Bird of the Week: Wood Thrush

Ten Facts About Wood Thrush

1. The Wood Thrush is the official bird of Washington D.C.

2. The flute-like song of the Wood Thrush is widely considered to be the most beautiful of all North American songbirds.

3. Wood Thrush are able sing two notes at one time. Their songs tend to be elaborate early in the breeding season, while the singing is most intense before sunrise and at sunset.

4. Wood Thrush prefer moist deciduous forest habitat, unfortunately forest fragmentation has resulted in a decline in the population of Wood Thrush.

5. The Wood Thrush has been sighted twice in Europe (well outside its range) – once in Iceland (1967) and once in England (1987).

Wood Thrush eating Spicebush Berry

Wood Thrush eating Spicebush berry

6. Wood Thrush primarily forage for food on the forest floor, often turning over leaves to look for insects. In late summer and early fall they eat a lot of berries – Spicebush (Lindera Benzoin) is a favorite.

7. Like the Kirtland’s Warbler, Wood Thrush nests are often victimized by Brown Headed Cowbird parasitism.

8. According to All About Birds, Wood Thrush sometimes engage in extra pair copulation (aka as “fooling around”), there is speculation that in some cases “as many as 40% of a female’s young are not fathered by its mate.”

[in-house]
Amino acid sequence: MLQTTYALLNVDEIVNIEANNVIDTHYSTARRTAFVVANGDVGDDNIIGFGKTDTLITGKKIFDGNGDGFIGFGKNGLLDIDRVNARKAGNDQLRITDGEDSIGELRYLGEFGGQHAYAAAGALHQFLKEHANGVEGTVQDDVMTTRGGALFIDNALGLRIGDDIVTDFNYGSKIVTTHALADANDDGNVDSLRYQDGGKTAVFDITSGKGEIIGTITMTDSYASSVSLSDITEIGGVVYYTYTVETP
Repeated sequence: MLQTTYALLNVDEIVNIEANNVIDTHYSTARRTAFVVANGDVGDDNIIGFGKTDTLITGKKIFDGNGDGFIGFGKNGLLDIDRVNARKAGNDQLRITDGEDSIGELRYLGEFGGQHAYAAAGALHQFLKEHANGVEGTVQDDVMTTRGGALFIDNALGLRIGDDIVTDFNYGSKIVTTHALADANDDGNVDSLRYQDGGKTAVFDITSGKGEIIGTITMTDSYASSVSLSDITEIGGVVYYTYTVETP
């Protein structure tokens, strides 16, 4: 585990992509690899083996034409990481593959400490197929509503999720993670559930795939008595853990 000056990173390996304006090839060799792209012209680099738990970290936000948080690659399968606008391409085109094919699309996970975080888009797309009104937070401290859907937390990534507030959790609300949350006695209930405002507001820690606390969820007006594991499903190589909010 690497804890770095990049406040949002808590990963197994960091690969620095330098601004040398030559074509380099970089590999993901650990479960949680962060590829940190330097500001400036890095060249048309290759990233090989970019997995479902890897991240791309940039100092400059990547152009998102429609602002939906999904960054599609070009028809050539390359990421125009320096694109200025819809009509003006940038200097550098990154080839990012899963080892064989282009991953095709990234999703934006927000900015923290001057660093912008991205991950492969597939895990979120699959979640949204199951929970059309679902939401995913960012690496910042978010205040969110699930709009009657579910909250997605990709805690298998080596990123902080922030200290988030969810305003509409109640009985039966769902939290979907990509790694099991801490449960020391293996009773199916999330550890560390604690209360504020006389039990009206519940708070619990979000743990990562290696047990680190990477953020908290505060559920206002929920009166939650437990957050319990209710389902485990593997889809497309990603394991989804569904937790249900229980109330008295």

9. Wood Thrush are members of the same family (Thrush) as the American Robin, Eastern Bluebird, and Veery (another renowned songster).

10. The Wood Thrush was a favorite of two of the most prominent naturalists in American history; essayist Henry David Thoreau and ornithologist and artist John James Audubon:

  • The thrush alone declares the immortal wealth and vigor that is in the forest. Here is a bird in whose strain the story is told…Whenever a man hears it he is young, and Nature is in her spring; whenever he hears it, it is a new world and a free country, and the gates of heaven are not shut against him.Henry David Thoreau’s Journal April 27, 1854
  • The strains of the aeolian harp and of the wood thrush are the truest and loftiest preachers that I know left on this earth. - The Writings of Henry David Thoreau 1837-1846
  • the wood thrush, the genius of the wood, whistles for the first time his clear and thrilling strain, - its sounds as it did the first time I heard it. - The Writings of Henry David Thoreau, Volume 8
  • There is a sweet wild world which lies along the strain of the Wood Thrush – the rich intervals which border the stream of its song – more thoroughly genial to my nature than any other. - The Writings of Henry David Thoreau, Volume 8
  • I long for wildness, a nature which I cannot put my foot through, woods where the wood thrush forever sings, where the hours are early morning ones, and there is dew on the grass, and the day is forever unproved, where I might have a fertile unknown for a soil about me. Henry David Thoreau’s Journal June 22, 1853
  • In the woods of America I have never been in such silence; for in the most retired places I have had the gentle murmuring streamlet, or the sound of the Woodpecker tapping, or the sweet melodious strains of that lovely recluse, my greatest favorite, the Wood-Thrush. – Audubon’s Journal Volume I